When you're listening to someone, your body language is crucial, the most important part of your body, your eyes. Now, you don't want to be staring someone down like you've seen a ghost or here trying to haunt them or something. But most the time you do want to be looking at the person who's speaking. Of course, you can look away for a moment. But what you don't want to do, as we've talked about staring at phones, daydreaming, talking to the person next to you, it really sends a signal to the person in the workplace speaking to you that you don't care. You're not paying attention.
Now you want to look relaxed, comfortable, pleasant. So again, it's not this intense, furrowed brow. And I do realize there are some differences in different cultures in Japan, for example, the ultimate sign of respect if you're a speaker and you have people in the audience, his eyes can be closed. Because they're concentrating so intently on what you're saying. So there are some cultural differences around the world. My advice, I think, is going to help most people most of the time in most places, certainly in Western cultures.
But we have people from 183 countries in my courses, and 190 countries in Udemy. So you're gonna have to filter this through what works in your own culture. But that's the first really big body language tip is he just kind of looked at the person. Now if it's a one on one conversation, we've all experienced this. It whether in business meetings more often in social situations where the person's looking nodding, and looking behind you to see Is there something more interesting, someone more interesting? there?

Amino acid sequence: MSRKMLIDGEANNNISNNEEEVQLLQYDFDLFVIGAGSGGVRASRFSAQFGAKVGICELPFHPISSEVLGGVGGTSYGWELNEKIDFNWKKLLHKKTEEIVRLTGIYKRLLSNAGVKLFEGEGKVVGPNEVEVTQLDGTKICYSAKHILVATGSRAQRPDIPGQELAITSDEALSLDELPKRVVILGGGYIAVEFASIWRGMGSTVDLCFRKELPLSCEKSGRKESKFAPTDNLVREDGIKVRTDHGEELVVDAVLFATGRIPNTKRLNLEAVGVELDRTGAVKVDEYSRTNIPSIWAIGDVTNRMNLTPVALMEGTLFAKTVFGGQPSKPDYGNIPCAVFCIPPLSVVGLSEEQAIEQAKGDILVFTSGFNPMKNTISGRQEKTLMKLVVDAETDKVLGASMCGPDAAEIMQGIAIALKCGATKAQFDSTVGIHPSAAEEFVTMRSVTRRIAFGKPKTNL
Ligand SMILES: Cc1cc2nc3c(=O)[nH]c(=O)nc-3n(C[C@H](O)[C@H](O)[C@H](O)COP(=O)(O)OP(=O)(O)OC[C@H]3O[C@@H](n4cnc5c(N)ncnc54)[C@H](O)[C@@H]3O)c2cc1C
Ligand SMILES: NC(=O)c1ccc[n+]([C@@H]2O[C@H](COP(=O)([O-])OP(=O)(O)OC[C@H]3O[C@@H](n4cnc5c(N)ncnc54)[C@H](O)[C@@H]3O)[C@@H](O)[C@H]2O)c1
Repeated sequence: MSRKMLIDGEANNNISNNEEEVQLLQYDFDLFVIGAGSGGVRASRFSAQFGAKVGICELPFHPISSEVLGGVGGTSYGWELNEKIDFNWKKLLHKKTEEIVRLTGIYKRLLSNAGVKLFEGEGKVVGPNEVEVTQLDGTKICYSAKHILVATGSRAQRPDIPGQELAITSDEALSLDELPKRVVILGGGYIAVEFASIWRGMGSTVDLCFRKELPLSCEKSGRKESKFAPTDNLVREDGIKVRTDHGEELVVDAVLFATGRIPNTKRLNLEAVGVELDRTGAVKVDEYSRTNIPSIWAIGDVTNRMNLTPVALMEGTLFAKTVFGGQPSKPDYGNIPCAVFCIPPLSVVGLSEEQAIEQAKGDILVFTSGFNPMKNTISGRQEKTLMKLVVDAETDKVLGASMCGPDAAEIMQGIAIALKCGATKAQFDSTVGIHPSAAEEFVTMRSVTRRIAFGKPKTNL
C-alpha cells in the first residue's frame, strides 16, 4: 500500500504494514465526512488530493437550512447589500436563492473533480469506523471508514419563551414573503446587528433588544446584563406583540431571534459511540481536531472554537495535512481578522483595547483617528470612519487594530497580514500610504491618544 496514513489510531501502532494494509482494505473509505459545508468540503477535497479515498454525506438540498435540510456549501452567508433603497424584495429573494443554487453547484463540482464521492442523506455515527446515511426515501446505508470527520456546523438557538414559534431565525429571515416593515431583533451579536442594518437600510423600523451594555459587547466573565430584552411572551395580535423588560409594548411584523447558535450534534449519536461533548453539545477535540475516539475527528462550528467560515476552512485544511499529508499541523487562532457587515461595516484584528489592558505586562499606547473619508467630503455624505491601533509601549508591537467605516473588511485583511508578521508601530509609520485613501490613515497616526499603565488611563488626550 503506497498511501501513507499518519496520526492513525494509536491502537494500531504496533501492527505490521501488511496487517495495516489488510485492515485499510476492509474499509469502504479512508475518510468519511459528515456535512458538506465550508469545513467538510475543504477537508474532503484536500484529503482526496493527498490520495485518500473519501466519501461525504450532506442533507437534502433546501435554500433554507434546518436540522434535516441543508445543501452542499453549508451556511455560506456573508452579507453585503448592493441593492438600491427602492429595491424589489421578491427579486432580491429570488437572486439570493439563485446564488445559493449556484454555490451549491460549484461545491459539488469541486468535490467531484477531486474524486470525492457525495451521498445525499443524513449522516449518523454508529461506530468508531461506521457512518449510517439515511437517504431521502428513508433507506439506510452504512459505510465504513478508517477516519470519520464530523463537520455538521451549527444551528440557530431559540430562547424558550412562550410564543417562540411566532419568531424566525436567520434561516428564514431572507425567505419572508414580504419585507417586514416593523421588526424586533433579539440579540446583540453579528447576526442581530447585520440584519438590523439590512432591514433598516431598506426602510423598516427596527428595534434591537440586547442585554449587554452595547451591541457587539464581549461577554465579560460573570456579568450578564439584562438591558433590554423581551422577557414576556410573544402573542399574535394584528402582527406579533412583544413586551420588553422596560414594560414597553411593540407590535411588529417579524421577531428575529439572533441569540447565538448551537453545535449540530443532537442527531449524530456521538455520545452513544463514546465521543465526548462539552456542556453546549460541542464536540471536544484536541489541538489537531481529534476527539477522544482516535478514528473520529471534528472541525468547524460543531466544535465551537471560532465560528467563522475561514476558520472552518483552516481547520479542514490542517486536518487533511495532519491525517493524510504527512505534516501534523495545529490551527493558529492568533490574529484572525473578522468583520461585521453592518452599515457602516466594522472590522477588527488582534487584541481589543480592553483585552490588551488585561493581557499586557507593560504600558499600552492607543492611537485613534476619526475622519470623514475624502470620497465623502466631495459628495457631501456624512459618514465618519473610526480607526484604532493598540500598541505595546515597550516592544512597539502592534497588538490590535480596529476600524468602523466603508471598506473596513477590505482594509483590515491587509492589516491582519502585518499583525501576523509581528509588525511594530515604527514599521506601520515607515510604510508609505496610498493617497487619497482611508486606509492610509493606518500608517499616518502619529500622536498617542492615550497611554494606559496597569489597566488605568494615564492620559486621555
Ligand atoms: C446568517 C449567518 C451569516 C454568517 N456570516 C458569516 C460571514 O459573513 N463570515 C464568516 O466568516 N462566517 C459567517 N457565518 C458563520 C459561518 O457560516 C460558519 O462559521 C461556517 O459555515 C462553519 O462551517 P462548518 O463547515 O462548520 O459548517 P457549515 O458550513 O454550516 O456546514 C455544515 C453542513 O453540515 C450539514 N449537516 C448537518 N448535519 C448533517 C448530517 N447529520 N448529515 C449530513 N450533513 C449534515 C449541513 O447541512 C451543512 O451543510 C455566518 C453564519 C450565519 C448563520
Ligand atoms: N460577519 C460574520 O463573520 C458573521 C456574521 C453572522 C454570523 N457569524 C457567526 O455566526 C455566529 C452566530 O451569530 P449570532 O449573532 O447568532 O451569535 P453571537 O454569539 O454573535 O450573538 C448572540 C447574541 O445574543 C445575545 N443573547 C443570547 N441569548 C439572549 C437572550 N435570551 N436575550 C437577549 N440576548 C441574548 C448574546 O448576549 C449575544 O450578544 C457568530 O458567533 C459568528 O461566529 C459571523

That's a huge turnoff for people. They feel like it think they're important. They're not worthy of you looking at them, it's going to make them annoyed and distract them from what they're trying to convey. So I'm going to give you more tips in the next lecture on other aspects of body language. But I wanted to put a special spotlight on the eyes, your eyes are powerful, it is just so much easier to understand someone and really hear them and remember what they're saying, if you're actually looking at them. Because if you're looking at them, by definition, you're not reading Facebook messages, you're not reading tweets, you're not looking at the birds outside and the airplanes.
Your mind is more focused on what they're saying. So you can make a lot of other mistakes and you can maybe sit with your arms crossed that someone else would say is a body language full pa pure, really lovely Looking at the person speaking to you, the vast majority of the time they're speaking you'll be in good shape.